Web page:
He says, "Spiritual PTSD can be defined as this: spiritual shock, spiritual distrust, and spiritual burnout, due to dictatorial, manipulative spiritual leadership that was about building church kingdoms at any cost, with no regard for the family structure, and/or personal dignity." Later, "[the sufferer's] commitment is so great to not pass this type of spiritual warfare to their children, that they would rather settle for a bad version of the bible, contemporary music, watered down standards, in order to be treated with dignity and respect from the pulpit, and a pastor. Heavy handed pastoral and spiritual leadership has done nothing but force conformity to man's traditions based on personal preferences and hidden agendas for one generation."
I think it would be better to call it spiritual abuse, not PTSD. We call it PTSD in cases of war because we don't consider "war" to be "abuse". But there is nothing circumstantial about "spiritual PTSD". You can call it that, but to ignore the clear fact that pastors have been abusing their flock for their own gain is to give a pass. It is saying we meant well, so we aren't really abusive, but we are sorry for what you went through, and we are going to lead better in the future. Gray needed to call out the fact of this "abuse" and he does not, and this is the worst part about his sermon. I don't really think Gray is trying to give anyone a pass because he later admits to "ill-treatment" of others but still, the language ought to be stronger and the word "abuse" should have been used.
The next thing to note is that he promotes one right bible, traditional music, and strong standards, and then in the very next sentence, denounces "conformity to man's traditions based on personal preferences". Later in the sermon he says "it was never about [the standards]".
Traditional music is, well, about tradition. The KJV, well, that's tradition too. Traditional dress codes are tradition too. You can't gloss it over by saying it is "Biblical" unless you want to condemn ancient Jewish men and women for all wearing the same thing - robes, for dancing to highly rhythmic music, and for reading the Septuagint.
The thing is, you can't make standards out of things that have no cultural meaning. But if things have cultural meaning, then the standards must follow that cultural meaning. At one time, women did not wear pants, therefore the standard was, women are not to wear pants. The cultural meaning precedes the standards: KJV, dress, and music. It took a few centuries for the KJV to fully supplant the Geneva, for instance, which was the bible used by the first American colonists. When the cultural meaning changes, the standard changes, because the standard speaks to culture, or else it has no function.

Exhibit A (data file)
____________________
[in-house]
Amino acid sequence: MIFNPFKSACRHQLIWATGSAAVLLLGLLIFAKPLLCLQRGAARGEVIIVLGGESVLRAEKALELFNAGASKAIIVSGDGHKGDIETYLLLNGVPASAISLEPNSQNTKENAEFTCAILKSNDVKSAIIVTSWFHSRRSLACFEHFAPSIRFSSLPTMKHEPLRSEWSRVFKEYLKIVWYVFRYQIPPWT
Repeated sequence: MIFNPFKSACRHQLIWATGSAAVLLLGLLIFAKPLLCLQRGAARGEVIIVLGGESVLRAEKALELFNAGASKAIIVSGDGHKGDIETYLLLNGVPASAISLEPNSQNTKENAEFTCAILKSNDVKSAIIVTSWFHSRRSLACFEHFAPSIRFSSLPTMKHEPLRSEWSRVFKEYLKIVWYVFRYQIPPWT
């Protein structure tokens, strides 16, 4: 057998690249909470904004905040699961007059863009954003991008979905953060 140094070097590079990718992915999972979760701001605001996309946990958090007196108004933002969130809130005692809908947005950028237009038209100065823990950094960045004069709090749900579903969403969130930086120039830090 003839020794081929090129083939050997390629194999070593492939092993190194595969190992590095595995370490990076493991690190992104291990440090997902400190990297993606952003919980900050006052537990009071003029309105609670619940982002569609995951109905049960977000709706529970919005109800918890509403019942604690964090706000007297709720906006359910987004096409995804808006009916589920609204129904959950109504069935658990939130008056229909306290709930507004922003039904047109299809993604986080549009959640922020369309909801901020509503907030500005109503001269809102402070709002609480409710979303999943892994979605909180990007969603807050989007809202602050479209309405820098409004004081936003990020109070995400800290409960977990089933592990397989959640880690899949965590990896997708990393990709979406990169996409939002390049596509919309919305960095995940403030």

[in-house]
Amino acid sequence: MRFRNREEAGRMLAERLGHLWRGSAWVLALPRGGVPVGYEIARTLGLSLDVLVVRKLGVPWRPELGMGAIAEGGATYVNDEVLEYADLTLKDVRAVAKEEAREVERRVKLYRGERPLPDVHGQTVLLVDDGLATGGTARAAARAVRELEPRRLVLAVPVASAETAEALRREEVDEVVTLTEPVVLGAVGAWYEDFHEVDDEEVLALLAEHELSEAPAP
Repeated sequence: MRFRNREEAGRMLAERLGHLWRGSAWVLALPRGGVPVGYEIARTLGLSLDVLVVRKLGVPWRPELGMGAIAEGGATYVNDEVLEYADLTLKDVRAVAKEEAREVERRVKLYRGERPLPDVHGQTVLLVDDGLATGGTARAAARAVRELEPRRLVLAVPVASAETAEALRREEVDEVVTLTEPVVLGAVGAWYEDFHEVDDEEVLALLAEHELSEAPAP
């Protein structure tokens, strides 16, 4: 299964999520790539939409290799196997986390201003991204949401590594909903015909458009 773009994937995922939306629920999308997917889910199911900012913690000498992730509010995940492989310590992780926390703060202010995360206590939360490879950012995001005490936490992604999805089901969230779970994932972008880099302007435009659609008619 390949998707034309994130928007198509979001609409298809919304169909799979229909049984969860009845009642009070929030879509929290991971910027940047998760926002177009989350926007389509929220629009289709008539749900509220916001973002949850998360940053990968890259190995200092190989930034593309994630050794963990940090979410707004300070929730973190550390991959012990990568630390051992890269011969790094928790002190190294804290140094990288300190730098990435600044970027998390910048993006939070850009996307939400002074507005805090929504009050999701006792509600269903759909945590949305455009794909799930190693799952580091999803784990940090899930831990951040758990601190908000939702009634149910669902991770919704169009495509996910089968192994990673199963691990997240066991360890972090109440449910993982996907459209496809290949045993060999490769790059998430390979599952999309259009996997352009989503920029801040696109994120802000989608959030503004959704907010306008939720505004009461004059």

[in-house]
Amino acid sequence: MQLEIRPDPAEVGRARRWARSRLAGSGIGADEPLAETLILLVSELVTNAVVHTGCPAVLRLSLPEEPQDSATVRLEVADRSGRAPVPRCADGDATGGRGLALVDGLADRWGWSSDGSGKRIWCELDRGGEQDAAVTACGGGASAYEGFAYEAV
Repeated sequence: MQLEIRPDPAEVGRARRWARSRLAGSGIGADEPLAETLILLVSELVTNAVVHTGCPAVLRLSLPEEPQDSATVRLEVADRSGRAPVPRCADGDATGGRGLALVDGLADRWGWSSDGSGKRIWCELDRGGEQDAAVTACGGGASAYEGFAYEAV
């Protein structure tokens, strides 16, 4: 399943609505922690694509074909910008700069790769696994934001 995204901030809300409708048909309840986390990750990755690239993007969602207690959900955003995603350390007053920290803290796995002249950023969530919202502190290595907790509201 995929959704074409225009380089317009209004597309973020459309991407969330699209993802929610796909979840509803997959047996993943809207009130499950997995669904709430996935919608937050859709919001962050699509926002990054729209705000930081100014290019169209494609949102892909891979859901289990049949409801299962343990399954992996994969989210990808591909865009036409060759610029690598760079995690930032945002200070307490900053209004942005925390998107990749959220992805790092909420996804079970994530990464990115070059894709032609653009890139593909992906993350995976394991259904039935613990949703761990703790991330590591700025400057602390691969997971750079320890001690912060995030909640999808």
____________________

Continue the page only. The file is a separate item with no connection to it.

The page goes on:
Now the cultural expectations have shifted again. It is not considered odd for a women to wear pants, although a man in a woman's pair of pants might draw some unwanted attention... the point is, the old standards are of necessity and by definition irrelevant; for example, the so-called "worship wars" ended YEARS ago, and nobody other than a strident fundamentalist would think twice about contemporary music in church, although traditional worship is still offered many places.
The upshot is that for the last 25-30 years, these irrelevant, outdated "standards" have been used as tools of control disguised as Christian holiness. The reason that Gray can say that those with Spiritual PTSD are leaving for contemporary churches is because there is no place in fundamentalism for them to go, because all of fundamentalism is about these outdated standards that have no use except to control. Implied in this and borne out by facts, is that fact that overwhelmingly, when IFB pastors over the last decade have come to understand what Gray is saying, they typically end up converting their churches into contemporary ones... not fundamentalist ones with a "nice" pastor. Laymen are pretty much making the same move where their IFB pastors are not.
Is it wrong to prefer the KJV and prefer traditional dress and music? Of course not. It is when these preferences get turned in rules or laws that the control aspect inevitably comes in. At this point in American culture these preferences are fading away where they are not already faded out and any attempt to maintain them will necessarily involve rules and control.
Also missing in Gray's analysis is what I'll call the "lieutenant problem". In the few IFB churches with pastors that do "lead softly," they typically end up having assistant staff or prominent laymen leaders within their church that do NOT "lead softly". There is still control, it is not coming from the very top, but it is getting rubber stamped at least in an implicit way from the top. The church is still characterized by dictatorial, abusive control and manipulation.
I am disheartened that Gray also puts the proper treatment of brothers and sisters in Christ below the propagation of the gospel. The first commandment is to love God, the second is to love each other, and they will know you are Christians by your love for another. So propagation of the gospel must be third.
I'll just leave it here and I want say that regardless of the above criticisms I am truly impressed with the message. Fundamentalism lost its first love(s): the love of God (preeminence of Christ) and love of each other (proper treatment of brothers and sisters) and Gray seems to be reaching to get those back. Maybe a remnant of fundamentalism will find their way to Christ putting their candlestick back in its place. Who knows.